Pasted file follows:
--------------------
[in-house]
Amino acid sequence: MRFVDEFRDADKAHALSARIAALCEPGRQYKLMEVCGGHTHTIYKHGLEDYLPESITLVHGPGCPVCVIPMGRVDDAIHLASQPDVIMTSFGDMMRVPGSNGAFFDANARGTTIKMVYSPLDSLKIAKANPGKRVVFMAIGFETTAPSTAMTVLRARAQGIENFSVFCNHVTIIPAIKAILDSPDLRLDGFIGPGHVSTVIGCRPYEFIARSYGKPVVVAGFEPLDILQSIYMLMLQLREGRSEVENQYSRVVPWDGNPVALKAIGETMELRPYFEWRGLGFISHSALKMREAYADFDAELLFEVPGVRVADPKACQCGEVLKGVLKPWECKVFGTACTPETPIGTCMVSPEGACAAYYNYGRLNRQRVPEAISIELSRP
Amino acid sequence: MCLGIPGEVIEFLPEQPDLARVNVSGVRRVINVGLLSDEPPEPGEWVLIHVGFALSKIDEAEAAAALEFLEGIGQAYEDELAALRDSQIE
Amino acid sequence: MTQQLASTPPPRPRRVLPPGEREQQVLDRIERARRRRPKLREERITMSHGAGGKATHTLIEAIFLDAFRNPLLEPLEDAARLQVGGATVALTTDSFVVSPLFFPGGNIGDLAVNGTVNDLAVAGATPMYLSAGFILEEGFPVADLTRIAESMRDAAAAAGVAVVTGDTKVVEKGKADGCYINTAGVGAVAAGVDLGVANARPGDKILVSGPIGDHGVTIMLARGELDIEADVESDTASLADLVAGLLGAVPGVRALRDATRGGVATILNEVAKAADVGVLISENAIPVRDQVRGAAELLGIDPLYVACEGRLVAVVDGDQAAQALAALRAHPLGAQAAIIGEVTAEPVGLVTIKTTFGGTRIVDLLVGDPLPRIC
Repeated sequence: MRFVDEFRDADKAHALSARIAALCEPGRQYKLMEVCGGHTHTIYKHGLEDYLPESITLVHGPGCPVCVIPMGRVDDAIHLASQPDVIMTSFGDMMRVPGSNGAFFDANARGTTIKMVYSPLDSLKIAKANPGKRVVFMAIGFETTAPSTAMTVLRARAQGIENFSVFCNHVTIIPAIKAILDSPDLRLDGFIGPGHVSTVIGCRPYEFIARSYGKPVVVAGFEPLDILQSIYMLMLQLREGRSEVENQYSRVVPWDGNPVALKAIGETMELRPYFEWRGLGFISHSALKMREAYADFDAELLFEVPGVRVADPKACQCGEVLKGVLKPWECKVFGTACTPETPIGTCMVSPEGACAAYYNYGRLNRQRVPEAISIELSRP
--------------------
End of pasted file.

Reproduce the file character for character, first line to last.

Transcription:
[in-house]
Amino acid sequence: MRFVDEFRDADKAHALSARIAALCEPGRQYKLMEVCGGHTHTIYKHGLEDYLPESITLVHGPGCPVCVIPMGRVDDAIHLASQPDVIMTSFGDMMRVPGSNGAFFDANARGTTIKMVYSPLDSLKIAKANPGKRVVFMAIGFETTAPSTAMTVLRARAQGIENFSVFCNHVTIIPAIKAILDSPDLRLDGFIGPGHVSTVIGCRPYEFIARSYGKPVVVAGFEPLDILQSIYMLMLQLREGRSEVENQYSRVVPWDGNPVALKAIGETMELRPYFEWRGLGFISHSALKMREAYADFDAELLFEVPGVRVADPKACQCGEVLKGVLKPWECKVFGTACTPETPIGTCMVSPEGACAAYYNYGRLNRQRVPEAISIELSRP
Amino acid sequence: MCLGIPGEVIEFLPEQPDLARVNVSGVRRVINVGLLSDEPPEPGEWVLIHVGFALSKIDEAEAAAALEFLEGIGQAYEDELAALRDSQIE
Amino acid sequence: MTQQLASTPPPRPRRVLPPGEREQQVLDRIERARRRRPKLREERITMSHGAGGKATHTLIEAIFLDAFRNPLLEPLEDAARLQVGGATVALTTDSFVVSPLFFPGGNIGDLAVNGTVNDLAVAGATPMYLSAGFILEEGFPVADLTRIAESMRDAAAAAGVAVVTGDTKVVEKGKADGCYINTAGVGAVAAGVDLGVANARPGDKILVSGPIGDHGVTIMLARGELDIEADVESDTASLADLVAGLLGAVPGVRALRDATRGGVATILNEVAKAADVGVLISENAIPVRDQVRGAAELLGIDPLYVACEGRLVAVVDGDQAAQALAALRAHPLGAQAAIIGEVTAEPVGLVTIKTTFGGTRIVDLLVGDPLPRIC
Repeated sequence: MRFVDEFRDADKAHALSARIAALCEPGRQYKLMEVCGGHTHTIYKHGLEDYLPESITLVHGPGCPVCVIPMGRVDDAIHLASQPDVIMTSFGDMMRVPGSNGAFFDANARGTTIKMVYSPLDSLKIAKANPGKRVVFMAIGFETTAPSTAMTVLRARAQGIENFSVFCNHVTIIPAIKAILDSPDLRLDGFIGPGHVSTVIGCRPYEFIARSYGKPVVVAGFEPLDILQSIYMLMLQLREGRSEVENQYSRVVPWDGNPVALKAIGETMELRPYFEWRGLGFISHSALKMREAYADFDAELLFEVPGVRVADPKACQCGEVLKGVLKPWECKVFGTACTPETPIGTCMVSPEGACAAYYNYGRLNRQRVPEAISIELSRP